MARILLION: Ten of the Best

At Real Gone, we pride ourselves on covering a wide range of musical styles, but rock music is pivotal to our everyday listening. In the years building up to the site’s creation, Marillion were one of our all time favourite bands. They have arguably one of the most obsessive fan bases of any band ever. Hours have been spent discussing the merits of various works – with their ‘Radiation’ album being particularly divisive – and, while the fans often agree, they’re as likely to disagree on various things.

For what it’s worth, Real Gone offers what we feel are ten of their best, briefly outlining why each track made the cut. Whether you’re a hardcore fan – someone likely to think about this list and draw your own conclusions – or someone to whom Marillion remain unfamiliar beyond their early hits, we invite you to read, listen and hopefully enjoy the tunes we’ve chosen. If it inspires some of you to revisit old friends, or even dig a little deeper, our work is done.


The opening track of the second phase of the band’s career, rarely have they chosen a more perfect opener. From the minute the melodies slowly fade in, there’s an atmosphere being built. At the point that Steve Rothery’s lead guitars burst into life, it’s like being wrapped in a musical comfort blanket. 1989 introduced a new vocalist/lyricist in Steve Hogarth, but musically, this is a continuation of the band you loved before. The opening lyric, too, introduces the change directly, before delving into political territory – in this case, the brutal events in Tianemen Square earlier in the year. Rarely has a heavy lyric been juxtaposed with such an uplifting melody so effectively. Of particular note is the work of the rhythm section throughout: Ian Mosley’s drums have a superb sound, especially on the rocky parts, while Pete Trewavas offers a brilliantly structured bassline. With a vocal that effortlessly rises from a hushed sound to rock belt, Hogarth puts his mark on the band instantly and forever. For those willing to embrace the change, this track marks the beginning of a great journey.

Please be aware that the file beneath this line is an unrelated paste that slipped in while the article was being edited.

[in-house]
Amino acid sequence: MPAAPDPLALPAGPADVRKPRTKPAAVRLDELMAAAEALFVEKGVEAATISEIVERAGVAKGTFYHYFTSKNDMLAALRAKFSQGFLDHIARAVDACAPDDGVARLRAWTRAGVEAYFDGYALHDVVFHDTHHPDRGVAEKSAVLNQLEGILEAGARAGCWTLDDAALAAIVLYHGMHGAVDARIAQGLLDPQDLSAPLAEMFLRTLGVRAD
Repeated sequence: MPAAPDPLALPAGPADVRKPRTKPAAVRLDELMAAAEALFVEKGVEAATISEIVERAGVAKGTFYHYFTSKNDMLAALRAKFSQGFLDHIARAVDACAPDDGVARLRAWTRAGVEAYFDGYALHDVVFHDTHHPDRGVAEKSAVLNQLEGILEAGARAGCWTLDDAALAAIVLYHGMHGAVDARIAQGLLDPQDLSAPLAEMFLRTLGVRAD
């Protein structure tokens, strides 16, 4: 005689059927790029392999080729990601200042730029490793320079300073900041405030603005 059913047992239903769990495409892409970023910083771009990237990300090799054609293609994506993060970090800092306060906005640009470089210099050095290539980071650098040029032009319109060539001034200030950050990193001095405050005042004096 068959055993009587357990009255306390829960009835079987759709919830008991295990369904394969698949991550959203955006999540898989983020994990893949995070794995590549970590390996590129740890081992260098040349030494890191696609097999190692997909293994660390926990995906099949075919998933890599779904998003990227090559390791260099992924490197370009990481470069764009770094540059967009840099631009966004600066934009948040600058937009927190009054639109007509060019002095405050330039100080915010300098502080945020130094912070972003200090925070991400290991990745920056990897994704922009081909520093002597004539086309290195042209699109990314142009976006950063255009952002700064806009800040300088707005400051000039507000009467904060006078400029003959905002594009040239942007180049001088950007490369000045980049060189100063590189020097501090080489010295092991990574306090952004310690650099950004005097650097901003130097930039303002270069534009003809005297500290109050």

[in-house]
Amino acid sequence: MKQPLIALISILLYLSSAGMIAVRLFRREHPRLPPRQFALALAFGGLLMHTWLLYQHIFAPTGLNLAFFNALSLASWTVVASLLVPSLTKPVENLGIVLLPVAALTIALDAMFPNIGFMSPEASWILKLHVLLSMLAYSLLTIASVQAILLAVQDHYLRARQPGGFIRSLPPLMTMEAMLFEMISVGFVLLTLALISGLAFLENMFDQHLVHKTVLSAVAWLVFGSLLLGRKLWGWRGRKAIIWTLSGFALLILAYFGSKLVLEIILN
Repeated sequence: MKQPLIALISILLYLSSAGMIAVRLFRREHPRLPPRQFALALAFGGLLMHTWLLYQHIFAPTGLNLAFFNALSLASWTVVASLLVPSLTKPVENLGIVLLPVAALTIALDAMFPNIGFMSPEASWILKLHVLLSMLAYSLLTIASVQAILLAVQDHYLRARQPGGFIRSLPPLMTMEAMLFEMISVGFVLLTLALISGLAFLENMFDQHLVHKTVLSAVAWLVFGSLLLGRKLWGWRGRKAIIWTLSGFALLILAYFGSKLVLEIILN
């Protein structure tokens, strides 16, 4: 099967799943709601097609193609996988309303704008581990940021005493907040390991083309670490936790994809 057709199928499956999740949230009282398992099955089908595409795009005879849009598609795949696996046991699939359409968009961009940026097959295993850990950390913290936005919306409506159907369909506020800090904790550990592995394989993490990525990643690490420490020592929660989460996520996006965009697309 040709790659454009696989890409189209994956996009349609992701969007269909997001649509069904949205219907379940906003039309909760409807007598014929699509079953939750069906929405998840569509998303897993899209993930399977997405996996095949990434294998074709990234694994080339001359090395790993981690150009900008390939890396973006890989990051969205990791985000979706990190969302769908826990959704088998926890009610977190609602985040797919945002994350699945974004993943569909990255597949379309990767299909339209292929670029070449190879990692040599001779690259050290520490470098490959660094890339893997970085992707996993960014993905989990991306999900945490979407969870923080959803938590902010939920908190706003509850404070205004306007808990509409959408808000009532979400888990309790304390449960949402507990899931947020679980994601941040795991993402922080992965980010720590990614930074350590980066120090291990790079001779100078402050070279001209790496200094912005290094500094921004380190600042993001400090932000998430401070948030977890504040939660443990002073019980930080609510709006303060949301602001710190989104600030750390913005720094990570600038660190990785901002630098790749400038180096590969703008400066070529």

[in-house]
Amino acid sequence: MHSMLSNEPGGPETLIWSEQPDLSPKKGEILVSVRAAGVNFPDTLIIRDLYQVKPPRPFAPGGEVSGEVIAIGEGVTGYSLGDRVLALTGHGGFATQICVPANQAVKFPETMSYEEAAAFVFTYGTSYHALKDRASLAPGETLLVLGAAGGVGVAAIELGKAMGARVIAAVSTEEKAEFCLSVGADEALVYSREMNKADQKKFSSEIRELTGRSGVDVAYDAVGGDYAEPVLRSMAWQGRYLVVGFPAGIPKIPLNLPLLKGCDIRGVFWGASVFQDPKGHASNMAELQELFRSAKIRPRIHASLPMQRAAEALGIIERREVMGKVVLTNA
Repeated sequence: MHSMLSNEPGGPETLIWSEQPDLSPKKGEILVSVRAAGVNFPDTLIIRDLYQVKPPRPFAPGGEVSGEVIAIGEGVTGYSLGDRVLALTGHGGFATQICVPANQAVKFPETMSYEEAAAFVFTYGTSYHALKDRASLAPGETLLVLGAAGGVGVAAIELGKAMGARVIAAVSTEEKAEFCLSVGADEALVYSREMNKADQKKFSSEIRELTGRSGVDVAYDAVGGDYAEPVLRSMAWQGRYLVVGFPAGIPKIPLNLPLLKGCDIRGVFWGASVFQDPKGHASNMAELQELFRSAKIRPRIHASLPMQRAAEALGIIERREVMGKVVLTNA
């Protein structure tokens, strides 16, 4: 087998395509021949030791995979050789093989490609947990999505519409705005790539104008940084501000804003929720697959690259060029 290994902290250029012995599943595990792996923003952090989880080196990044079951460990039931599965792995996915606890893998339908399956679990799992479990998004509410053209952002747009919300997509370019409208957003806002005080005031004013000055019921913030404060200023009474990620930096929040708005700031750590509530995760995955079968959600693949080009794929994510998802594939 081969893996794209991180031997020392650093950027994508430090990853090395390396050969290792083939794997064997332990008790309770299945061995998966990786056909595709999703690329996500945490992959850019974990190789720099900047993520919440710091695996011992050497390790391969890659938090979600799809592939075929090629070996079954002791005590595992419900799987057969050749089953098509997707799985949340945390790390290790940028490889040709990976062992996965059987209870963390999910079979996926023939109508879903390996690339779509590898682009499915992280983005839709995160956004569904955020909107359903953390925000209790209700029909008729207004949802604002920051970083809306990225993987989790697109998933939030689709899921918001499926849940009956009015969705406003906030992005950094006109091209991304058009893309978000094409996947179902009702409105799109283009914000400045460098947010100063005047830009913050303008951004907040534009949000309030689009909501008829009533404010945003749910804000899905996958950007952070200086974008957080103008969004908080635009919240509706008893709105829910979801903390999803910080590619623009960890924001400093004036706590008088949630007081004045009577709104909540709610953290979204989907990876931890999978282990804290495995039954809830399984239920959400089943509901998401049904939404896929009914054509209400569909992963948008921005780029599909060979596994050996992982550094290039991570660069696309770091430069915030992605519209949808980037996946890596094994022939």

Like ‘King of Sunset Town’, this track shows once again how Marillion are able to create the perfect opener. 1991’s ‘Holidays In Eden’ is one of their more commercial albums – not to the delight of everyone – and that’s clear from the outset, especially with Mark Kelly’s choice of a more shiny AOR keyboard heartbeat. Hogarth seems ever more at ease with the poppier style, but this track shouldn’t be written off as lightweight. At the halfway mark when the drums kick in and Rothery breaks into his featured solo, it’s incredibly powerful – perhaps even one of the best moments on any Marillion recording ever.

If ‘Splintering Heart’ seemed too commercial to some fans, those fans probably had a heart attack when they first heard this. Released as a single, it’s a brilliant piece of radio friendly rock, placing Marillion alongside the likes of Cutting Crew (whose frontman would collaborate with Hogarth many years later). A great riff, an even better chorus and an amazing overall melody come together to make this the great hit that never was. Peaking at #34 on the UK chart, it’s a mystery as to why the radio stations didn’t get firmly behind this. It’s the top ten hit and rock radio staple that should have been. Those who hate it can shut up.

As part of the ‘Brave’ concept album, this track makes so much sense. When released as a standalone single in 1994, eyebrows were raised. To call this track “slight” would be an understatement. It presents little more than four minutes of moody piano and mumbling voice. In the right setting, though, it’s the perfect tribute to self-loathing, full of questions, with a line about fairground ducks being especially emotive. It makes our ten best as it’s out there on its own compared to anything in the Marillion catalogue previously. Decades on, it’s stripped back style makes it seem more timeless than ever.